Some have questioned the effectiveness of Facebook as a commerce platform, but can you dismiss an ad and marketing channel with 800+ million users?
Here are some tips for increasing the opportunities for commerce on Facebook.
Recently, Bloomberg published an article about several retailers, J.C. Penney, Nordstrom, Gap and Gamestop, who all closed their Facebook stores in 2011.
As a consultant implementing s-commerce (Social Commerce) solutions for my clients, I am writing to let you know that Facebook commerce (f-commerce) is alive and well and customers are making money selling products and services via Facebook.
I can’t speak about the f-commerce implementations of the aforementioned companies, only from my own experience.
For one company, Grassroots Festival, we created a Facebook store to sell discounted tickets on the festival’s Facebook fan page.
The Facebook store generated a 4.1% clickthrough rate, resulted in a significant ROI and also cut-out the middle men in terms of ticket sales, who require substantial commission.
We have also seen considerable success with smaller clients who do not currently sell their products online. The success of their s-commerce efforts has prompted them to commercialize their businesses online with e-commerce functionality on their websites.
For larger online retailers, unless they are offering specific incentives for their Facebook Fans to purchase from their Facebook stores, why would a consumer purchase something anywhere other than their website?
It is even more effective to find a specific niche or focus on clearance lines, rather than replicate your entire inventory in a Facebook store.
We have many hotel clients who have seen considerable volume in their Facebook stores specifically for gift vouchers, a growing category in the hospitality sector. Their websites are not usually geared up for anything other than booking rooms, and even then, they usually use a third party booking engine rather than managing their own functionality.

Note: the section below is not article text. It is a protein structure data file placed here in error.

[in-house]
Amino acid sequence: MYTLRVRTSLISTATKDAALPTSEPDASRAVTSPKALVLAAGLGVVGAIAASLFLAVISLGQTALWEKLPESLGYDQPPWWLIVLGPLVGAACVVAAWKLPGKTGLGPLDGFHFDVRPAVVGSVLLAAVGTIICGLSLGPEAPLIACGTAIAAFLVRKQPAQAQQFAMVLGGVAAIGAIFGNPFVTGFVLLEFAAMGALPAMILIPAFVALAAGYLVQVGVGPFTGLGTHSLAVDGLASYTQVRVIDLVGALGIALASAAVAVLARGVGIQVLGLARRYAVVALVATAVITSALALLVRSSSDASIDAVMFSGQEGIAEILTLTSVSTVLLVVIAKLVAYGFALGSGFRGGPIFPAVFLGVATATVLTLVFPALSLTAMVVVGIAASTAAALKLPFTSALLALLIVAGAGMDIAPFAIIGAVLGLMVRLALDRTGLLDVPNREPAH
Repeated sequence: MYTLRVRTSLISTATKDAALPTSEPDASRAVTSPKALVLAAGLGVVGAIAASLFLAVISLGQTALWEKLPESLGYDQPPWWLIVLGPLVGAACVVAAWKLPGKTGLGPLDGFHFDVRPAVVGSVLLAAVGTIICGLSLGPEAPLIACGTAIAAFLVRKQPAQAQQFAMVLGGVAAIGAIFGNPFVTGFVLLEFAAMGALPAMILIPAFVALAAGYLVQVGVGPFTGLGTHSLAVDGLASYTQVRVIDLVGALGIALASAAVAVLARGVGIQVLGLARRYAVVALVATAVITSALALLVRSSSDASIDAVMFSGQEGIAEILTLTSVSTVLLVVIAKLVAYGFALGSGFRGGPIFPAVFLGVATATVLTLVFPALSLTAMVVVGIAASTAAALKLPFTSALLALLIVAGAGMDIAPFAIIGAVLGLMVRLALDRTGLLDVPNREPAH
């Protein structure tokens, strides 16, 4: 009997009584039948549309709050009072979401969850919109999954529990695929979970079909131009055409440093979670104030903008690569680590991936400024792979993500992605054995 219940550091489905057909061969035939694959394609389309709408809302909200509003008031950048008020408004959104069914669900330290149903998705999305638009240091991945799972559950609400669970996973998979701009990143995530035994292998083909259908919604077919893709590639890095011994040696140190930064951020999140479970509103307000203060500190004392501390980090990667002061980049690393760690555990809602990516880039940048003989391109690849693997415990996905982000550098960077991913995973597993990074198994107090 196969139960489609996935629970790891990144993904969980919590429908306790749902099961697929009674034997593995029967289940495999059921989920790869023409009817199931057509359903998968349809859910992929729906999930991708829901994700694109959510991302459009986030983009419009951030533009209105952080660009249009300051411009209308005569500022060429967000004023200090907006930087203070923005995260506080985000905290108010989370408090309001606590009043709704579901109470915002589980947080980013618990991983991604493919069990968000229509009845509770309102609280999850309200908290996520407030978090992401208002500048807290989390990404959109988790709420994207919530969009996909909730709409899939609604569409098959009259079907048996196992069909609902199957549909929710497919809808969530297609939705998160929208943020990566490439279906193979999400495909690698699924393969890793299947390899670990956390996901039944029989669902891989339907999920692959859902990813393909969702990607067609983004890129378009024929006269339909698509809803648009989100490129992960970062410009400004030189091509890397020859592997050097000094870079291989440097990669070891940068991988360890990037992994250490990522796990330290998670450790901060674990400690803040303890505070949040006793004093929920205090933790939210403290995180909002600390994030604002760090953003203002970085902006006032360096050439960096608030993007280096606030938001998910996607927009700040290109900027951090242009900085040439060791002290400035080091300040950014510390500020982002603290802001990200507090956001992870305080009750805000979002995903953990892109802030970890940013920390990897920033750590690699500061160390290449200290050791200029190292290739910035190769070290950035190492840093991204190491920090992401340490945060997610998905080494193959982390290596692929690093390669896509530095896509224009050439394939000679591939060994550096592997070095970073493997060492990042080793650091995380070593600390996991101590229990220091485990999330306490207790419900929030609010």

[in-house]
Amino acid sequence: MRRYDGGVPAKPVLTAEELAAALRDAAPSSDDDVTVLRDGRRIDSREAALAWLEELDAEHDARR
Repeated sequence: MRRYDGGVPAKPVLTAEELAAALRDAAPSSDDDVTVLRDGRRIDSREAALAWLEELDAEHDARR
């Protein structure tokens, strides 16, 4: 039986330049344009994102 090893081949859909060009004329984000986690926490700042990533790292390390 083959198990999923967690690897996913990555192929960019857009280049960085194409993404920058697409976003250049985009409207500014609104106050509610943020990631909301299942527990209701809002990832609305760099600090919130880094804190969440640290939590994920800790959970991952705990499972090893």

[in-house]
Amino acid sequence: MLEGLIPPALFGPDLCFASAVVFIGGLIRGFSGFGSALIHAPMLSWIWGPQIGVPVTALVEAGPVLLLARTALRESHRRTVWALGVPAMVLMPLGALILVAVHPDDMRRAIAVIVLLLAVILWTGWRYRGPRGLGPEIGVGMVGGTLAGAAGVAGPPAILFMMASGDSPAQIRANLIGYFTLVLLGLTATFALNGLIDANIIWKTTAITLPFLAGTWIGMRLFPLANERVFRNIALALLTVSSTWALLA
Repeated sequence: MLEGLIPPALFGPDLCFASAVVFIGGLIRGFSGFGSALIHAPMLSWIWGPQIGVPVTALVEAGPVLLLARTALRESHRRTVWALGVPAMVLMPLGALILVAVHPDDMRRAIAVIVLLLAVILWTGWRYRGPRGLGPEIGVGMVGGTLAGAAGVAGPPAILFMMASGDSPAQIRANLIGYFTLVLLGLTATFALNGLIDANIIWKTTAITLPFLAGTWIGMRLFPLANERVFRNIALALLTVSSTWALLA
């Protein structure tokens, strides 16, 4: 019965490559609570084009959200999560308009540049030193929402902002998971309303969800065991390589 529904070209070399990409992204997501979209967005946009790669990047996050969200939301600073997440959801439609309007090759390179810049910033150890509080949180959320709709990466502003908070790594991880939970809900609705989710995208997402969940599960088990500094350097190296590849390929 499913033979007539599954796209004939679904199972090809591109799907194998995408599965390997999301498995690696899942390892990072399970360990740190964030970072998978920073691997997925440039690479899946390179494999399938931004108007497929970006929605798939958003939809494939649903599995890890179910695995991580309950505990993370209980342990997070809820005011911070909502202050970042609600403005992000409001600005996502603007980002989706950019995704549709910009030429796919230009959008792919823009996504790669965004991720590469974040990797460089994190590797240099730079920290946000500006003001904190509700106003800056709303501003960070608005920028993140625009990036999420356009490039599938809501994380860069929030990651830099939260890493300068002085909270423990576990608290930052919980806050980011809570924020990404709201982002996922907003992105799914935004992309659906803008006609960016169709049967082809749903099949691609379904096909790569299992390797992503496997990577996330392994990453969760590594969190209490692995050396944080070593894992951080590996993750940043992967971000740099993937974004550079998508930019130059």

Again, commission is usually pretty high and with third party voucher sites, very high. Facebook is an excellent solution to reach potential customers and loyal customers looking to purchase a gift card for friends, family and loved ones.
Like the first e-commerce websites from the 1990s, just because you build a Facebook Storefront to sell products and services, it does not mean that your prospect customers will find your store.
Facebook storefronts need to be optimised for the Facebook experience. In fact, the real investment for companies looking to create a Facebook storefront is not from the cost of building the store – you can use an off-the-shelf Facebook storefront.
The real cost comes from building a Facebook-friendly community and engaging your fan base. It must be a win-win relationship – Facebook users are much more comfortable un-liking pages if there is nothing in it for them.
Again, simply replicating your inventory in a Facebook store will not win you sales. You either have to be providing exclusive content or exclusive pricing to win the conversion. This can be utilised very effectively to grow your community.
Creating a Facebook community starts by understanding that the traditional ‘retailer – customer’ relationship, as it exists in brick and mortar stores and even e-commerce stores, is very different on Facebook.
Social networks were created for connecting and sharing, therefore the relationship between the retailer and the customer on Facebook must take this into consideration.
This doesn’t mean that you can’t sell on Facebook, it just means that it has to be an ‘exclusive’ sale, i.e. you won’t find this price on our website or in our Amazon store.
So how can an online retailer build a Facebook community to support their store?
If customers wanted to buy from your website, they would have typed your website address straight into their browser or searched for specific products in their search engine. Shoppers who choose to shop via Facebook do so because they want to be on Facebook and often are simply fulfilling their online social needs and are not even looking for products… they find them because great deals have been shared by their friends and connections.